The US Air Force on Tuesday confirmed for the first time that it is flying a stealth unmanned aircraft known as the “Beast of Kandahar,” a drone spotted in photos and shrouded in secrecy.
The RQ-170 Sentinel is being developed by Lockheed Martin and is designed “to provide reconnaissance and surveillance support to forward deployed combat forces,” the air force said in a brief statement.
The “RQ” prefix for the aircraft indicates an unarmed drone, unlike the “MQ” designation used for Predator and Reaper aircraft equipped with missiles and precision-guided bombs.
Aviation experts dubbed the drone the “Beast of Kandahar” after photographs emerged earlier this year showing the mysterious aircraft in southern Afghanistan in 2007.
The image suggested a drone with a radar-evading stealth-like design, resembling a smaller version of a B-2 bomber.
A blog in the French newspaper Liberation published another photo this week, feeding speculation among aviation watchers about the classified drone.
The air force said the aircraft came out of Lockheed Martin’s “Skunk Works,” also known as Advanced Development Programs, in California — the home of sophisticated and often secret defense projects including the U-2 spy plane, the F-22 fighter jet and the F-117 Nighthawk.
The photo of the drone in Afghanistan has raised questions about why the United States would be operating a stealth unmanned aircraft in a country where insurgents have no radar systems, prompting speculation Washington was using the drones for possible spying missions in neighboring Iran or Pakistan.
The Sentinel was believed to have a flying wing design with no tail and with sensors built into the top side of each wing, according to published photos.
The RQ-170 is in line with Defense Secretary Robert Gates’ request for more intelligence and surveillance resources and with the Air Force chief of staff’s plans to expand the fleet of unmanned aircraft, the air force said.
The new drone is flown by the 30th Reconnaissance Squadron out of Tonopah Test Range in Nevada, which is under Air Combat Command’s 432nd Wing at Creech Air Base, also in Nevada.
The United States has carried out an extensive bombing campaign against Al-Qaeda figures in Pakistan using the Predator and larger Reaper drones.
Robots or “unmanned systems” in the air and on the ground are now deployed by the thousands in Iraq and Afghanistan, spying from the sky for hours on end, searching for booby-traps and firing lethal missiles without putting US soldiers at risk.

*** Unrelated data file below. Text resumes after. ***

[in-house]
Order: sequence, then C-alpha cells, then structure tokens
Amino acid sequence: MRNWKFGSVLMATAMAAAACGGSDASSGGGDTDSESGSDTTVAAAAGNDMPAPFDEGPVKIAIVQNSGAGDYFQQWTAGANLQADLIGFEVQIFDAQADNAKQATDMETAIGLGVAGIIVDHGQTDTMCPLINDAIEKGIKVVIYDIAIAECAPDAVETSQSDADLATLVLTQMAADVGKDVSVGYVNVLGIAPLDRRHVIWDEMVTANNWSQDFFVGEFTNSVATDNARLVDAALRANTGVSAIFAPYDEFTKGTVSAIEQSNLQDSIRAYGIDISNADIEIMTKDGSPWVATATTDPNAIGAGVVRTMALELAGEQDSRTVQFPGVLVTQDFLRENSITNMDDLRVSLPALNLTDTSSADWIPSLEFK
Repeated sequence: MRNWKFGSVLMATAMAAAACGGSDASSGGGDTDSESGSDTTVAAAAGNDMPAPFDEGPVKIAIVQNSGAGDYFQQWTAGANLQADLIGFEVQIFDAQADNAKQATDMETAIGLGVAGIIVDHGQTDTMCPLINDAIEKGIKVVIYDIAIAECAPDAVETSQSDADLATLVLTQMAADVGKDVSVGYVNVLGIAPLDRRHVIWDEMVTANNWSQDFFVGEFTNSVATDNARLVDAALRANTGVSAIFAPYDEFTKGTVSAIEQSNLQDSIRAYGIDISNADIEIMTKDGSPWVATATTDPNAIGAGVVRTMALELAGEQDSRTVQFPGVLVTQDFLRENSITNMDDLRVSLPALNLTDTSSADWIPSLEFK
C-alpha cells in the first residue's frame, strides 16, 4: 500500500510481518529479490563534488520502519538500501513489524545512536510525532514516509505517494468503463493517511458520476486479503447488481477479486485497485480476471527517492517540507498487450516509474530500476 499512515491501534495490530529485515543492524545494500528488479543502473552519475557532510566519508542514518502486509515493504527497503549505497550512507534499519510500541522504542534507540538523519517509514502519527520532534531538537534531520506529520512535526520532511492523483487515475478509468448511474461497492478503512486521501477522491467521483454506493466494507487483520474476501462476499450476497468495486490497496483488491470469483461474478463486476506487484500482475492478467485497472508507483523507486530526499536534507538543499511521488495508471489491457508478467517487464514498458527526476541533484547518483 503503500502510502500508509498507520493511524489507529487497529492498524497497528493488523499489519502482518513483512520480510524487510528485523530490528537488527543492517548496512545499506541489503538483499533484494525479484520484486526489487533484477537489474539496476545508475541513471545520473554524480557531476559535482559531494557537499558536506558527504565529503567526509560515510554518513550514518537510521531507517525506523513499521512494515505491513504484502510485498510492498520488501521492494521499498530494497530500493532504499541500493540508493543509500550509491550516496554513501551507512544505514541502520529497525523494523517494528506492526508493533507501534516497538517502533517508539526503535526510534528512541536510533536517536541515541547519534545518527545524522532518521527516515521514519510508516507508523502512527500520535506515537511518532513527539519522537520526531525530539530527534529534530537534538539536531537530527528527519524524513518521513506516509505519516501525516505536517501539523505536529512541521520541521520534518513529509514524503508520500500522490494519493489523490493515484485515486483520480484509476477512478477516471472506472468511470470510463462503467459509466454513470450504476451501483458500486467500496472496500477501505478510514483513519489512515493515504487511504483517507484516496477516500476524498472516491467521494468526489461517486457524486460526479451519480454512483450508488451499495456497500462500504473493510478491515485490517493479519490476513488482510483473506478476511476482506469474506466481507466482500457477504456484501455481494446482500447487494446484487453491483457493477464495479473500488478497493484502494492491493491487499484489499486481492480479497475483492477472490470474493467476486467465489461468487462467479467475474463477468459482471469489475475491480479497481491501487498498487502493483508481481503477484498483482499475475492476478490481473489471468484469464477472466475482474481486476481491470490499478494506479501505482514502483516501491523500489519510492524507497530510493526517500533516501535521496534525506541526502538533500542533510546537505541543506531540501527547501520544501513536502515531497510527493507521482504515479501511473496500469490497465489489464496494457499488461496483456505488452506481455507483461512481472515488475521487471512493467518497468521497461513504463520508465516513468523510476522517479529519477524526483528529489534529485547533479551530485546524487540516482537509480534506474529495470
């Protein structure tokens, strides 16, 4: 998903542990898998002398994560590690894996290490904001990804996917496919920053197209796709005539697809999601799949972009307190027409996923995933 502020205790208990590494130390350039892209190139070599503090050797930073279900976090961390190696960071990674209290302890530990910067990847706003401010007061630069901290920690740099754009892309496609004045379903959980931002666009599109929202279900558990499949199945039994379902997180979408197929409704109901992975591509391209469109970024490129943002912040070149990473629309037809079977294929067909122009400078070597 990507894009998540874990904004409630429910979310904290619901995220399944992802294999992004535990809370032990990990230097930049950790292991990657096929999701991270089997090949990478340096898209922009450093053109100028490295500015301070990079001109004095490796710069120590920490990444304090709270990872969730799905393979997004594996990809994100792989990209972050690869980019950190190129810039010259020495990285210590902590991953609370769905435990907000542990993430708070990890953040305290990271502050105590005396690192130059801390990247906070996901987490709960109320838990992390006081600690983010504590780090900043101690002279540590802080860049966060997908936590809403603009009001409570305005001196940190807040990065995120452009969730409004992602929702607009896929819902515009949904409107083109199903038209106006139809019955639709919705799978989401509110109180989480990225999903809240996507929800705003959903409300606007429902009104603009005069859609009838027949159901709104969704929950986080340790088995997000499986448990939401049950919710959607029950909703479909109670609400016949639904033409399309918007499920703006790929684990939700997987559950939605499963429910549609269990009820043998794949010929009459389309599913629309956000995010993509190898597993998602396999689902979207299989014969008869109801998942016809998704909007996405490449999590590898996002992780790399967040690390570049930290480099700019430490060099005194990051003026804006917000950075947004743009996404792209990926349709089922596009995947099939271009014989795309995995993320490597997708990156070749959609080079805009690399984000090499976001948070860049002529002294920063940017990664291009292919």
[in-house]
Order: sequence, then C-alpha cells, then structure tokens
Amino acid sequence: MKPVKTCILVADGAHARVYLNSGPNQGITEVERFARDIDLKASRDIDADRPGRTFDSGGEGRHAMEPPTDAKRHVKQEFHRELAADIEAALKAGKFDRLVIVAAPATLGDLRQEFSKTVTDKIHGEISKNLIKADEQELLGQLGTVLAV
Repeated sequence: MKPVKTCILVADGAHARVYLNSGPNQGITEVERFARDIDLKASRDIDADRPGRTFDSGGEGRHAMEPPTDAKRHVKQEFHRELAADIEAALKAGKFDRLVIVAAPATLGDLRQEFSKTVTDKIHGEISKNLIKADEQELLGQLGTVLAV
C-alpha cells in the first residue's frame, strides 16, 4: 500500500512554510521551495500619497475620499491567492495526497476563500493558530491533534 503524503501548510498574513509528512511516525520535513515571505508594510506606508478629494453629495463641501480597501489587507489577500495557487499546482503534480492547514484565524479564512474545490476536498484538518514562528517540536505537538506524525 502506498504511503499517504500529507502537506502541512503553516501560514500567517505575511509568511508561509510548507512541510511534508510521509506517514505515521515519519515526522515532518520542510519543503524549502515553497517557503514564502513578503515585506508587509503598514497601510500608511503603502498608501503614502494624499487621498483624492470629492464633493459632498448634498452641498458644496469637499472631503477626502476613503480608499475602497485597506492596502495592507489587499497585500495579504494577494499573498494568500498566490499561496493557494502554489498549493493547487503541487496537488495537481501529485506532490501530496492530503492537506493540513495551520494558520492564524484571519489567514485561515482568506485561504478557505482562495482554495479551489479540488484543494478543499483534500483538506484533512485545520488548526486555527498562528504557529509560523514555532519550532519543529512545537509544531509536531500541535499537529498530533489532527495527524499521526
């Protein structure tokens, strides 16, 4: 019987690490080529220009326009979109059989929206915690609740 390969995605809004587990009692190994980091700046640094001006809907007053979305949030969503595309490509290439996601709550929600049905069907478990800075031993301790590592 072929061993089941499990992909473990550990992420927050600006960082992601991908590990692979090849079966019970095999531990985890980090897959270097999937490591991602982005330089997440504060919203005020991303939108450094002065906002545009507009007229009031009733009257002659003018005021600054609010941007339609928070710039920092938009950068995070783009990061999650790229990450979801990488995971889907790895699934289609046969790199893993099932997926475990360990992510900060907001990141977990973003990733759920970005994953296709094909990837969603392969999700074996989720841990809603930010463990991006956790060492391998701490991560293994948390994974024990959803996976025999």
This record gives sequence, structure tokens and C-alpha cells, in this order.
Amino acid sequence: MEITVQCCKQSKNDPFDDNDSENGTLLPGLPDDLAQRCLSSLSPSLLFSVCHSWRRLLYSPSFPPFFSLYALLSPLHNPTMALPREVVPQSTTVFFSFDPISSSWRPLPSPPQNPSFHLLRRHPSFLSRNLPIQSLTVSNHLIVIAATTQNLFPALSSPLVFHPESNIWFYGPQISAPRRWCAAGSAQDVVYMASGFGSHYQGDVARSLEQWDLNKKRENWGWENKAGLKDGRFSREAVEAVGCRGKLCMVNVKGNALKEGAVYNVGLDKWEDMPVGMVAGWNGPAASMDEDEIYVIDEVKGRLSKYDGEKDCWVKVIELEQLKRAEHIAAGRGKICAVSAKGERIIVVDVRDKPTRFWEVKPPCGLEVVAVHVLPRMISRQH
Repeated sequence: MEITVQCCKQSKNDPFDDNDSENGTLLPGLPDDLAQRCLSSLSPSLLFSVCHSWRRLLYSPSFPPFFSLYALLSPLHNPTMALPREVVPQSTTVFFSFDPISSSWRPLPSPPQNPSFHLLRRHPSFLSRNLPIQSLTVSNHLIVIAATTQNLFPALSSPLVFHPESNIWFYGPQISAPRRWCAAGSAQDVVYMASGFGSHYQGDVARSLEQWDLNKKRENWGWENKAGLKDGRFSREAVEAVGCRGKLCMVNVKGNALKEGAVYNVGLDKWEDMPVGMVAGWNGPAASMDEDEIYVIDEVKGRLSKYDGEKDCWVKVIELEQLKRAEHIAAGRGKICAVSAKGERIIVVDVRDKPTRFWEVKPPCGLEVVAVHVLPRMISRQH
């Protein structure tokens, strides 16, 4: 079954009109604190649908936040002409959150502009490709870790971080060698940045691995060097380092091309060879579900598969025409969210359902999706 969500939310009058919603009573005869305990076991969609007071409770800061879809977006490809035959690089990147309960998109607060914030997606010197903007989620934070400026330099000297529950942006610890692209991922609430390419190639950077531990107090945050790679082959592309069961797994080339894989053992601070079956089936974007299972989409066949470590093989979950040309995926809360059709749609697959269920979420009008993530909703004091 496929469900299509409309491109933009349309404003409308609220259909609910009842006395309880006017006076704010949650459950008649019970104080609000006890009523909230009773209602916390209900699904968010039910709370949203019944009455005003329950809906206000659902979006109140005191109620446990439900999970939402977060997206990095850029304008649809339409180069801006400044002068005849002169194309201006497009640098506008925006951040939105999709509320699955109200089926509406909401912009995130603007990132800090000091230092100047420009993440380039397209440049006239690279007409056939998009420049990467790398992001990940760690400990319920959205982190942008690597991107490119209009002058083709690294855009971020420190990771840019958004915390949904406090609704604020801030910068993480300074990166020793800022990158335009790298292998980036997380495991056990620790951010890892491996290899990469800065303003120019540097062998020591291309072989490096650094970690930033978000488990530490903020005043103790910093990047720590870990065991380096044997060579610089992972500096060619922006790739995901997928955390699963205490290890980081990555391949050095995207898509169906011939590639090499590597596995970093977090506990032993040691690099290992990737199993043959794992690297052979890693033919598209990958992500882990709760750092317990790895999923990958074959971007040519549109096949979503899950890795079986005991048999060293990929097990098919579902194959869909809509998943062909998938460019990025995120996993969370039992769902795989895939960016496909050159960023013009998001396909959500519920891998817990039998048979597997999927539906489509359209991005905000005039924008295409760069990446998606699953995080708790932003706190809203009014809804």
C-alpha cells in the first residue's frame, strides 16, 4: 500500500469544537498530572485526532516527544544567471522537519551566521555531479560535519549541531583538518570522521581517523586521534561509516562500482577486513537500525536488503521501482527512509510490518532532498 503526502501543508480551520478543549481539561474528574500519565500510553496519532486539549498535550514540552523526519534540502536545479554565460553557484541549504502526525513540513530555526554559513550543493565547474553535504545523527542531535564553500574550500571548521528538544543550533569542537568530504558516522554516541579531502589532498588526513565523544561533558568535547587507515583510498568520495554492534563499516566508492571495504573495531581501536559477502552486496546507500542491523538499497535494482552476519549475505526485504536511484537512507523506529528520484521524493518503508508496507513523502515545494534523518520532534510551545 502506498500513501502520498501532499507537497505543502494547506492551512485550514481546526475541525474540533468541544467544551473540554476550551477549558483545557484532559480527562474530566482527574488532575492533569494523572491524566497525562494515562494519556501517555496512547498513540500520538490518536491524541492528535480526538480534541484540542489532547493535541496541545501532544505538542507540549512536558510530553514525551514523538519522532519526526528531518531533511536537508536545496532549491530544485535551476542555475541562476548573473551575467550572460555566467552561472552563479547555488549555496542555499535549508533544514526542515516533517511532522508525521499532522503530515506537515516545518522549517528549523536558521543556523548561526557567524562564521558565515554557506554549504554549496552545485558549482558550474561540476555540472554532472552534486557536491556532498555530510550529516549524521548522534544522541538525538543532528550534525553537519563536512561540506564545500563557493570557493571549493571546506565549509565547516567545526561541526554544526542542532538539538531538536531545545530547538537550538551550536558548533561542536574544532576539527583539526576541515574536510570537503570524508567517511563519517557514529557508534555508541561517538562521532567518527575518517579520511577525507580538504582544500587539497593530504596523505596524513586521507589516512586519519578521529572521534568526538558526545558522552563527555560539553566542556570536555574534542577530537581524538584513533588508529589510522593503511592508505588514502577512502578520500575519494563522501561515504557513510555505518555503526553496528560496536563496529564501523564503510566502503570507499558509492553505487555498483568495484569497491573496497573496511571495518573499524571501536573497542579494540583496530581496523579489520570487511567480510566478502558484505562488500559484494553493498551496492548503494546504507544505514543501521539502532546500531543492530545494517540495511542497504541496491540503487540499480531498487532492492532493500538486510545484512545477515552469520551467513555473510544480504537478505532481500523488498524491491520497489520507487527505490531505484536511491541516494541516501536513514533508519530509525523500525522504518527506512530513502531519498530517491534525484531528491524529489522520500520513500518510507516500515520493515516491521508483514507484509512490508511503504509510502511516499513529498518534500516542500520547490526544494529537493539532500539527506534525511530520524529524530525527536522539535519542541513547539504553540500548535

‘Connect the dots’: Local expert says Trump’s Tulsa rally ‘likely contributed’ to surge in virus
While a lot of bombshell stories in the Trump era have been unpredictable, this one was not. Tulsa City-County Health Department Director Bruce Dart said on Wednesday that the president's recent rally in the city "likely contributed" to the surging outbreak of COVID-19, the Associated Press reported.
“In the past few days, we’ve seen almost 500 new cases, and we had several large events just over two weeks ago, so I guess we just connect the dots,” he said.
The president's campaign had hyped that more than 1 million people had expressed interest in attending the event; in the end, only about 6,000 people reportedly attended the indoor arena that could seat nearly 20,000. Despite the lackluster showing, the crowd was more than large enough to spread the virus and result in many new infections.
In a secluded region in Russia’s Arctic they are rejecting Putin in rare protest
Lyudmila Laptander, an activist advocating autonomy for her mineral-rich Nenets region in the Russian Arctic, worries authorities are planning to sacrifice its traditions for the promise of economic enrichment.
"If Nenets is merged with another region, I worry that no one will look after our language or our traditions, and that our small villages in the tundra will be forgotten," said Laptander, 61, a member of the Yasavey cultural group.
The autonomous region on the edge of the Arctic Ocean was gripped by protests in May against the government's plans to integrate it with neighbouring Arkhangelsk.
People are paying to hire this donkey to crash their Zoom meetings
The coronavirus pandemic has led millions of people to embrace meetings via Zoom, but admittedly, those can be as tedious as in-person conferences.
So one animal sanctuary in Canada, in dire need of cash after being forced to close to visitors, found a way to solve both problems.
Meet Buckwheat, a donkey at the Farmhouse Garden Animal Home, who is ready to inject some fun into your humdrum work-from-home office day -- for a price.
"Hello. We are crashing your meeting, we are crashing your meeting -- this is Buckwheat," says sanctuary volunteer Tim Fors, introducing the gray and white animal on a Zoom call.